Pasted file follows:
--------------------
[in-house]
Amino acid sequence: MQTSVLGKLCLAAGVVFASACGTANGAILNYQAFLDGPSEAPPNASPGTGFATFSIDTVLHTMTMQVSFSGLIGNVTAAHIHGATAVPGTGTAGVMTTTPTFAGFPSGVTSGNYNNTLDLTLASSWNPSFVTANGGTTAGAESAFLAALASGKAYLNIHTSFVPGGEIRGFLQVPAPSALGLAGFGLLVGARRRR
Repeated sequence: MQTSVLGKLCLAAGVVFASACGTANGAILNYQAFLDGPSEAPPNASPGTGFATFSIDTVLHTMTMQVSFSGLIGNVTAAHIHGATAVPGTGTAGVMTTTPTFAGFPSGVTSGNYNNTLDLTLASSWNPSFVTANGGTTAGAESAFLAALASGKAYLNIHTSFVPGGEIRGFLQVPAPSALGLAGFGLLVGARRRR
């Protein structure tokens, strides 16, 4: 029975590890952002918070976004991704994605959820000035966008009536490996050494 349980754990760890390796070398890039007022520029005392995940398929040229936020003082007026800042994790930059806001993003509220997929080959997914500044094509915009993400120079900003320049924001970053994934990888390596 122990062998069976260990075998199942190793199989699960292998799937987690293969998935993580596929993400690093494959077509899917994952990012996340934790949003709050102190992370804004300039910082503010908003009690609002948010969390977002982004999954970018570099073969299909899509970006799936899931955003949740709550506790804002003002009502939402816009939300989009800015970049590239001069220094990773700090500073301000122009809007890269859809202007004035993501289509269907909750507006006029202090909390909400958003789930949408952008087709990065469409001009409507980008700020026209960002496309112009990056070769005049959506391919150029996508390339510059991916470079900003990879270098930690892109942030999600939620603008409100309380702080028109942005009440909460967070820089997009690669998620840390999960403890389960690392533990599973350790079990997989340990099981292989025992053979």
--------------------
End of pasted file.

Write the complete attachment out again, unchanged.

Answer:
[in-house]
Amino acid sequence: MQTSVLGKLCLAAGVVFASACGTANGAILNYQAFLDGPSEAPPNASPGTGFATFSIDTVLHTMTMQVSFSGLIGNVTAAHIHGATAVPGTGTAGVMTTTPTFAGFPSGVTSGNYNNTLDLTLASSWNPSFVTANGGTTAGAESAFLAALASGKAYLNIHTSFVPGGEIRGFLQVPAPSALGLAGFGLLVGARRRR
Repeated sequence: MQTSVLGKLCLAAGVVFASACGTANGAILNYQAFLDGPSEAPPNASPGTGFATFSIDTVLHTMTMQVSFSGLIGNVTAAHIHGATAVPGTGTAGVMTTTPTFAGFPSGVTSGNYNNTLDLTLASSWNPSFVTANGGTTAGAESAFLAALASGKAYLNIHTSFVPGGEIRGFLQVPAPSALGLAGFGLLVGARRRR
């Protein structure tokens, strides 16, 4: 029975590890952002918070976004991704994605959820000035966008009536490996050494 349980754990760890390796070398890039007022520029005392995940398929040229936020003082007026800042994790930059806001993003509220997929080959997914500044094509915009993400120079900003320049924001970053994934990888390596 122990062998069976260990075998199942190793199989699960292998799937987690293969998935993580596929993400690093494959077509899917994952990012996340934790949003709050102190992370804004300039910082503010908003009690609002948010969390977002982004999954970018570099073969299909899509970006799936899931955003949740709550506790804002003002009502939402816009939300989009800015970049590239001069220094990773700090500073301000122009809007890269859809202007004035993501289509269907909750507006006029202090909390909400958003789930949408952008087709990065469409001009409507980008700020026209960002496309112009990056070769005049959506391919150029996508390339510059991916470079900003990879270098930690892109942030999600939620603008409100309380702080028109942005009440909460967070820089997009690669998620840390999960403890389960690392533990599973350790079990997989340990099981292989025992053979």